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H. Rajaonarimampianina: Address to UPF-Africa “Peace Talks” Webinar

Address to UPF-Africa “Peace Talks” Webinar, July 4, 2020

From the outset, I would like to express my gratitude to the organizers of the Peace Talks Webinars, organized by the International Summit Council for Peace (ISCP), for this significant initiative to provide a platform for a discussion about the post-Covid-19 era. We have been called upon to reflect and present our vision of the post-Covid 19 world, at a time when, as we speak, many countries, to mention only the United States and Brazil, are struggling to combat this pandemic.

My country has just started to face this crisis. Unfortunately, we are only beginning the journey to deal with the number of infected persons and mortality. The information that I have received is alarming. The human, social and economic consequences for Madagascar, like many other countries, are, of course, as yet unpredictable and unspeakable. But they might be grave or even disastrous. We can only be appalled by this situation.

The theme chosen by UPF for this conference, "Rebuilding and Renewing Our Nations in the Post-Covid-19 World: Interdependence, Mutual Prosperity and Universal Values," is very timely. I am currently conducting numerous international consultations, meeting thinkers and actors of tomorrow, and spearheading the activities of a number of think tanks. I would like to share with you some observations, some research pathways and suggestions for a world that has been transformed by this pandemic.

Feedback from the countries affected by these seven months of the crisis allows us to draw some observations.

First is the fact that the pandemic is not selective as to its victims: rich or poor, young or old. Poor or advanced countries are affected in the same way. In the post Covid-19 world, the poor and those left behind will be far more numerous, especially in the countries that are considered the poorest, many of which are on the African continent. Moreover, this crisis has further highlighted the interdependence of people and countries and, as a corollary, the indispensable solidarity between them, between us.

This interdependence of countries has very quickly shown its limits and weaknesses in recent months because of this stark observation: It was not an interdependence but in reality dependencies of different kinds and at different levels.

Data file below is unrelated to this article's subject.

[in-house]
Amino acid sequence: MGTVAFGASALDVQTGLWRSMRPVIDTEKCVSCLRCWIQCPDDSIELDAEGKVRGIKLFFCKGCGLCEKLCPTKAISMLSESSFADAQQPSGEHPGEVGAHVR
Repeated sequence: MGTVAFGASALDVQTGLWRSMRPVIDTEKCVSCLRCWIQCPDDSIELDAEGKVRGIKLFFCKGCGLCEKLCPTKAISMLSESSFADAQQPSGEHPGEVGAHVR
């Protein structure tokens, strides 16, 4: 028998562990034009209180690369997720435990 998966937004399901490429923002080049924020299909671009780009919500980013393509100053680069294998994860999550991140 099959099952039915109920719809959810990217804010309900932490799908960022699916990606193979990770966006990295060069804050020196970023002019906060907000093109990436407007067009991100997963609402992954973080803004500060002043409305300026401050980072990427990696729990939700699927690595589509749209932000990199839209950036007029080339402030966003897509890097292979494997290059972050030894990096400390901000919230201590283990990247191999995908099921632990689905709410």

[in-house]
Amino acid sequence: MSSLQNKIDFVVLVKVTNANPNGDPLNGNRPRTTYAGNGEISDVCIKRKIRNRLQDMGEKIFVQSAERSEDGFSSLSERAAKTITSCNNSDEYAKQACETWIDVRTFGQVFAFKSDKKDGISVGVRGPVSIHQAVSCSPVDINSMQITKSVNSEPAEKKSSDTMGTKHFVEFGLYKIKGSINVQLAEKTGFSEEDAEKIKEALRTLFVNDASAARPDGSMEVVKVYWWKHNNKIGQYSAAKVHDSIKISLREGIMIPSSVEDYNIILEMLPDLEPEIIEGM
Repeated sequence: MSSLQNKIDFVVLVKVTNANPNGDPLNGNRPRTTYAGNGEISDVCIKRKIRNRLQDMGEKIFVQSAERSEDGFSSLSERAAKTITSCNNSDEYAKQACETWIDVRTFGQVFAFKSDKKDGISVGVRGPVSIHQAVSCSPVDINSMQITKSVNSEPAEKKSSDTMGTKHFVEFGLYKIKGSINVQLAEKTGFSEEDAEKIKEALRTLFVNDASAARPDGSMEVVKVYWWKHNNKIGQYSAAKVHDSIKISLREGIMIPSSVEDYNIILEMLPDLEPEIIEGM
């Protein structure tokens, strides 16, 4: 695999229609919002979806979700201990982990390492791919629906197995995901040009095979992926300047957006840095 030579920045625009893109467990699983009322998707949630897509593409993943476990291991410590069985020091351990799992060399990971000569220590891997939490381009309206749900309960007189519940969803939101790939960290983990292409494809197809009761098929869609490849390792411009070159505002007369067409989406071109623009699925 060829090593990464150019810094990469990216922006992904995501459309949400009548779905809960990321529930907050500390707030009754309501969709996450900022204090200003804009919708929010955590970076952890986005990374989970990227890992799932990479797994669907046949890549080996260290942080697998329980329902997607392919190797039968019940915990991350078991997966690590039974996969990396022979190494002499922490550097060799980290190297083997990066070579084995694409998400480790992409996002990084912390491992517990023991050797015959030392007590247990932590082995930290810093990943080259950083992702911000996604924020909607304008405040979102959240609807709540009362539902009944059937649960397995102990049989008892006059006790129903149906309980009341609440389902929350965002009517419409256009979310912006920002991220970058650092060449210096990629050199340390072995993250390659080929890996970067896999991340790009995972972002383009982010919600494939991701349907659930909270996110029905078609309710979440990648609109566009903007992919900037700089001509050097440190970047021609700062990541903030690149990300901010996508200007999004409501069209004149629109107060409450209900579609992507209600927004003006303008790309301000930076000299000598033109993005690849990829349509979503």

The World Trade Organization (WTO) and its policy of liberalization have led to relocations in recent decades. The Covid-19 crisis demonstrates the relevance of the notion of proximity and the inevitable relocations that will follow; and this comes in order to re-establish the vital autonomy of proximity.

In the future, we will inevitably witness a resurgence of economic nationalism that will undermine WTO regulations through the relocation of industries and economic activities. All this upheaval should enable a philosophy of enlightened interdependence to emerge, preserving the global balance of economies and nations and anticipating crises of a health, ecological, social and financial nature, for the good global functioning of humanity. Interdependence should also take into consideration the principles of proximity and solidarity.

This interdependence also inevitably affects systemic organizations such as the United Nations and the African Union because they have the macroscopic, global, holistic vision that facilitates interactions and feedback loops. There is a need to reconsider the role and philosophy of their dismemberments. I am thinking in particular of the World Health Organization (WHO) and the WTO.

Africa has been the most resistant to the pandemic, according to the statistics. The current situation creates an opportunity for Africa to fast-track the implementation of the African Continental Free Trade Area (AfCFTA), which would make Africa less dependent on the rest of the world, thus improving the relations of interdependence between African countries. This will also accelerate industrialization in Africa and lead to the realization of the Aspirations set out in the African Union’s Agenda 2063.

Due to Covid-19, the world and society have lost their bearings:

  • We can see the insufficiencies of medicine, which led to a situation of choosing those we were going to save and those we had to abandon.
  • We are witnessing a mistrust towards and between scientists, especially when it becomes clear that some of them are subservient to the lobbies of large pharmaceutical groups driven by the unbridled desire for profit, serving private or minority interests.
  • We are witnessing a breakdown in the relationship between those who govern and the governed.
  • Governments have used the institution of a state of health emergency as a pretext to restrict citizens' freedoms at will, particularly freedom of expression. In some cases, the pandemic has even concealed strategic shortcomings by some governments in a timely manner. Such shortcomings are obvious signals of bad governance, institutional weakness or lack of vision, if not absence of vision.